It’s the holiday season! Or so that old song goes. Preparations are in full swing, plans are being made, the traffic has picked up, shopping malls have become the things of nightmares… you know the drill.
Every year at this time, the majority of folks go into panic mode trying to ensure that this will be the “best holiday season ever!” The stress of such a task leads us to overspending, overeating, and generally not taking care of ourselves. To make sure you’ll be healthy enough, both physically and mentally, to actually enjoy these holidays you’re putting so much effort into, I’ve consulted with one of our therapists here at Psych Choices, Valerie Glauser L.M.F.T, on how to do just that:
How to keep from overeating, or eating poorly:
A good way to avoid overeating, or eating the rich food which is generally offered at holiday parties, is to eat a full, balanced, healthy, and enjoyable meal before going to a party. This may sound counter-intuitive; however, if you really want to enjoy yourself and the company of others, then you can do so without getting distracted by your hunger and grazing endlessly on food that won’t feel good once it is down your gullet. Then, later in the party when the food is usually quite picked over, it won’t look so appetizing, while you are still probably not hungry yet.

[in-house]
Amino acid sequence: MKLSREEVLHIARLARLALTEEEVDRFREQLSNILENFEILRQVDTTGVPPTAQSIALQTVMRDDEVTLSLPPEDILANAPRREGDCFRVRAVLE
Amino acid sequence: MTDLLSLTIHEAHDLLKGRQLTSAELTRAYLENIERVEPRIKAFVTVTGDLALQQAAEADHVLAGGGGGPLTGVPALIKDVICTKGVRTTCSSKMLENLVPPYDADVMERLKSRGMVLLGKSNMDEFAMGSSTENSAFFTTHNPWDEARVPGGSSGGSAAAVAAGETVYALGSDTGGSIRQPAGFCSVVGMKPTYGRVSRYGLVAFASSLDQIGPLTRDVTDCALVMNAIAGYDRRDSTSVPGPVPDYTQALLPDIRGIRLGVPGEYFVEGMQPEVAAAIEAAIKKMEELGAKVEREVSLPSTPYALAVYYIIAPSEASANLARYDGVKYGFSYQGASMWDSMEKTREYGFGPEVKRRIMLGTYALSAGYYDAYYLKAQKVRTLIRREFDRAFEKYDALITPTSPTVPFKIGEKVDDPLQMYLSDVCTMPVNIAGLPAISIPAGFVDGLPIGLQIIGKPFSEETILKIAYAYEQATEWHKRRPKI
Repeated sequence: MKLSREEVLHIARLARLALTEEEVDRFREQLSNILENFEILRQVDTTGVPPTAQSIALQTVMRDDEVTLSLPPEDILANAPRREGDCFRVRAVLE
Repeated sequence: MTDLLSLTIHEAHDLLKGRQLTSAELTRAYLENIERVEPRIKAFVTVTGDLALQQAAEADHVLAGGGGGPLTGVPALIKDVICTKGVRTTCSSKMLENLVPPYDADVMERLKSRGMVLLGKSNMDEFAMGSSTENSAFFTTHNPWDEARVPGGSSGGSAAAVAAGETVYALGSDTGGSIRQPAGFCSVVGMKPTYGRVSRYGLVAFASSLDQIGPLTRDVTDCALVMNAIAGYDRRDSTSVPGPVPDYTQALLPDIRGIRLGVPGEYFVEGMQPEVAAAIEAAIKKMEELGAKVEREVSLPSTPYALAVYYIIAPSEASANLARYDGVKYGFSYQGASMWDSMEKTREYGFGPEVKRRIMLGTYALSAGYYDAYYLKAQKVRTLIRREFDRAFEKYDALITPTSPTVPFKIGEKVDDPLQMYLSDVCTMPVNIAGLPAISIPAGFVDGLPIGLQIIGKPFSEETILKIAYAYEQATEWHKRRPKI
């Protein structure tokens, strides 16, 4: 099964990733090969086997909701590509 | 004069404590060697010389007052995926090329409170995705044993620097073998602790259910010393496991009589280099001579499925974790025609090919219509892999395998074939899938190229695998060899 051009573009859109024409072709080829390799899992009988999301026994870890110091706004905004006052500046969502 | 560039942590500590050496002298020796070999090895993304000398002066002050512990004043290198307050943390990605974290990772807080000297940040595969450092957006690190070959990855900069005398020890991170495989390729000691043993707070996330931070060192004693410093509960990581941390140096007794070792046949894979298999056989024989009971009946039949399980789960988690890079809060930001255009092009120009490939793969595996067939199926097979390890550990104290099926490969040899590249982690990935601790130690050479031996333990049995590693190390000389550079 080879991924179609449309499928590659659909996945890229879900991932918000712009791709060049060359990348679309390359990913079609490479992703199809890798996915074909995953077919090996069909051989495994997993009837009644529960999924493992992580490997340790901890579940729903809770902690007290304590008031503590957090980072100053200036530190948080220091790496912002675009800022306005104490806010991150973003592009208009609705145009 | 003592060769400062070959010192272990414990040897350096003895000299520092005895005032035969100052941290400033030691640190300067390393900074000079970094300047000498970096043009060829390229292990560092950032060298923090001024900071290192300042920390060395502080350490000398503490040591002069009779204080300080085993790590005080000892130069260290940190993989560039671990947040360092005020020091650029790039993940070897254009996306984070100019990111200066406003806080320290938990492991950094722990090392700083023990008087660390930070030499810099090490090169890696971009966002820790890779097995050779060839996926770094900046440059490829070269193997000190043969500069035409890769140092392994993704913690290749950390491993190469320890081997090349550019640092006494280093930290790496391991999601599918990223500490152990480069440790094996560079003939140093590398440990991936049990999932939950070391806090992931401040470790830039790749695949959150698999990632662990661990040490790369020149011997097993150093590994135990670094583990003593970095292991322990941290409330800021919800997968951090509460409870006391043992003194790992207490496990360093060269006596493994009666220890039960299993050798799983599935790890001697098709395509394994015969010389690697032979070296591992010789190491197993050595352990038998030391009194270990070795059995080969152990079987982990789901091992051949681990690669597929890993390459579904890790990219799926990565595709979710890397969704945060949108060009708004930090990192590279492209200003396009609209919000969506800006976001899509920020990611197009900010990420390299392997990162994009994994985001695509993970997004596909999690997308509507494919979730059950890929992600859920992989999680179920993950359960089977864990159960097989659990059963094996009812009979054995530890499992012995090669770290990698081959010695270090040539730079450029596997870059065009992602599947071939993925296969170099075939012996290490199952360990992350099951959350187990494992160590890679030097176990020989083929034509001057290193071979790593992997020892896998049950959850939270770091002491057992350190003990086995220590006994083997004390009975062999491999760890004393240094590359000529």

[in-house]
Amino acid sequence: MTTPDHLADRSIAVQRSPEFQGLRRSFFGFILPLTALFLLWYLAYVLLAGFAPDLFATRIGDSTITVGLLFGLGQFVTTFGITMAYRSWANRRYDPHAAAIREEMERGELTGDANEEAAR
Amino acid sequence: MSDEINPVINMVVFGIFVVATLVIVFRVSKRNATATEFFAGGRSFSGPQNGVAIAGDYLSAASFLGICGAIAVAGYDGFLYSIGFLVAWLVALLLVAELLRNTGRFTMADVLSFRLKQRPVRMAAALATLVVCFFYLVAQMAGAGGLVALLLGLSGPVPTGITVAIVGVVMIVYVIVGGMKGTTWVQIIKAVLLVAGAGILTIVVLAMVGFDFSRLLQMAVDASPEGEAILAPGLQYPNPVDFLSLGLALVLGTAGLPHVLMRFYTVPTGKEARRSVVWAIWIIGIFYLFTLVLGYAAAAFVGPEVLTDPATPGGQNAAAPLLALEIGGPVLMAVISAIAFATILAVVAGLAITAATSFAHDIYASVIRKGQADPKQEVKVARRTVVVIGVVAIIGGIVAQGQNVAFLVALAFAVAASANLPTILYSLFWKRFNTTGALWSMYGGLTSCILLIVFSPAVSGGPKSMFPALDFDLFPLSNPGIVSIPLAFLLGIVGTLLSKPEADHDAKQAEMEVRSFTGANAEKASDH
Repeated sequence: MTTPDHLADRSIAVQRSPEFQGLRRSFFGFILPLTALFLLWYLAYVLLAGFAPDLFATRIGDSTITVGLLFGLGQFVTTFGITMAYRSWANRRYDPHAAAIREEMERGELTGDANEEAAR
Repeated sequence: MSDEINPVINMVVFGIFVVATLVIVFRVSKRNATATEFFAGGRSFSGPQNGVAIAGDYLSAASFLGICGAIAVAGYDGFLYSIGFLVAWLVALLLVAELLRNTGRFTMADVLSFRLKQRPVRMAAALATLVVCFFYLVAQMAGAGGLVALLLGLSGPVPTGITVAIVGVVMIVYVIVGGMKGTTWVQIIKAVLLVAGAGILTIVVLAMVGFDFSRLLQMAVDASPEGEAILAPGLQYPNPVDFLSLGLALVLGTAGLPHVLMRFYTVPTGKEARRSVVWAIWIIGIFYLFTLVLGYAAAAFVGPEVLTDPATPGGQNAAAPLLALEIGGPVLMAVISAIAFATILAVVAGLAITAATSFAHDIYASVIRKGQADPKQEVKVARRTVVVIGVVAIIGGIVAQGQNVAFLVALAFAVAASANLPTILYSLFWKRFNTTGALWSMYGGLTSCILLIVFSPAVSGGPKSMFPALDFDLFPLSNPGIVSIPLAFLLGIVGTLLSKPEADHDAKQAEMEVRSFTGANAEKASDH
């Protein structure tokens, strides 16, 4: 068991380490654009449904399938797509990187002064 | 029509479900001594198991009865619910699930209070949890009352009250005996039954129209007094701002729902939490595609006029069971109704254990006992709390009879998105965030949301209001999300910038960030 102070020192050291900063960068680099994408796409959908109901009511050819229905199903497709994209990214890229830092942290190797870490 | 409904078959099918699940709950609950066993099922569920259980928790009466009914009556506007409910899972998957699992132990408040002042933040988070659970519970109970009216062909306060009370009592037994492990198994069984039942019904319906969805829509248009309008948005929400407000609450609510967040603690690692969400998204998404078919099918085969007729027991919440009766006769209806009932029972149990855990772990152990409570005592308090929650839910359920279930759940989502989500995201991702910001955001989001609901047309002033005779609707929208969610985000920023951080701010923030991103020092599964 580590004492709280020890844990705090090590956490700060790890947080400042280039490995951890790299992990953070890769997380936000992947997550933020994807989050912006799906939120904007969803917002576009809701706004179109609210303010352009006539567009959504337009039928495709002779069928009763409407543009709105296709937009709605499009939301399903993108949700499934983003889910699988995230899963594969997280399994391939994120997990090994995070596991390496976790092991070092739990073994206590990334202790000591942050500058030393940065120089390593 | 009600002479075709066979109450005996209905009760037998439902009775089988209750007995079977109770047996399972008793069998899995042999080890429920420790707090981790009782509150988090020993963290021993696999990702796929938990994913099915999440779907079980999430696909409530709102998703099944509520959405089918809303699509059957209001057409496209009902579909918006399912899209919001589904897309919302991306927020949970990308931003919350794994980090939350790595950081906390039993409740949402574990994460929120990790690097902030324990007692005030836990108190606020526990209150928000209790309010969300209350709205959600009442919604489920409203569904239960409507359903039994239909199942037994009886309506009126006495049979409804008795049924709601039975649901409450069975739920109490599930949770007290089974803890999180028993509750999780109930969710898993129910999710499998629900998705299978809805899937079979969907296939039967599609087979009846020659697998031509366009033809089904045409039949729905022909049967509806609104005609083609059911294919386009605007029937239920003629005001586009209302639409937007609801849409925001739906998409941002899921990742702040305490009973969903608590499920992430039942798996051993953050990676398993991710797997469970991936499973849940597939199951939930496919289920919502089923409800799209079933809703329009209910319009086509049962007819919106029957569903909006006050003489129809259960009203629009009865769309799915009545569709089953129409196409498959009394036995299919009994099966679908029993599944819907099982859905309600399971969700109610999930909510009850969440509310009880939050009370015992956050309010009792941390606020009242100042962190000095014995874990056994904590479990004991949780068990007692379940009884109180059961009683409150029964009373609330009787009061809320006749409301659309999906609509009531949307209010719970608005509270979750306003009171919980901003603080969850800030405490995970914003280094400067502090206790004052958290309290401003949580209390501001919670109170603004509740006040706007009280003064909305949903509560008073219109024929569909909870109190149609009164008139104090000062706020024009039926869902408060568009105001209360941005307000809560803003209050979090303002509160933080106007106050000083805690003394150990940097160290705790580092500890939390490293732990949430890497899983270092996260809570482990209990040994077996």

If you choose to eat at a party, make sure you are sitting down before you start to eat. This may not be possible, but see if you can find a place to do so before you fill a plate. While you are selecting what you are choosing to eat, think about what YOUR BODY wants, not your eyes — or your heart. If your heart says one thing and your body another, what is your heart really feeling? Anxiety? Fear? Loneliness? Shame? Guilt? Will the food “cure” those feelings? Not likely. See if you can just be with those feelings. They will not break you. That is a story you have told yourself from your early childhood when feelings really could “break” you. You are bigger and stronger than that.
Once you have selected the food on your plate, spend a moment looking at, and smelling the food, to get present with it. You might even say a little grace to yourself, if that is something you like to do. It helps you to become present with your food and appreciate what you are about to put in your mouth.
Once you start eating, enjoy every morsel as much as possible. Sometimes, we eat so fast that we have to keep eating to get sufficient enjoyment out of the food, long after we are comfortably full. Stop along the way and check in with your BODY. How full is your body feeling? Is the food tasting the way you hoped? Is it doing what you hoped it would do? If not, do not feel compelled to keep eating. While it is true that we in the United States waste 50% of the food we produce (!!) while much of the world continues to starve, cleaning your plate will not help to feed those still hungry. As Geneen Roth, author of Women, Food, and God, says, “You can either throw it in, or throw it out.”
Keep in mind that low-fiber carbohydrates are HIGHLY addictive, that is, you generally can’t get enough of them until you are stuffed. And they throw your blood sugar off as much as candy or cake. This is not to say “no carbs,” but rather see if there are higher fiber carbs on the spread that might be appealing, or mix them with veggies that you like.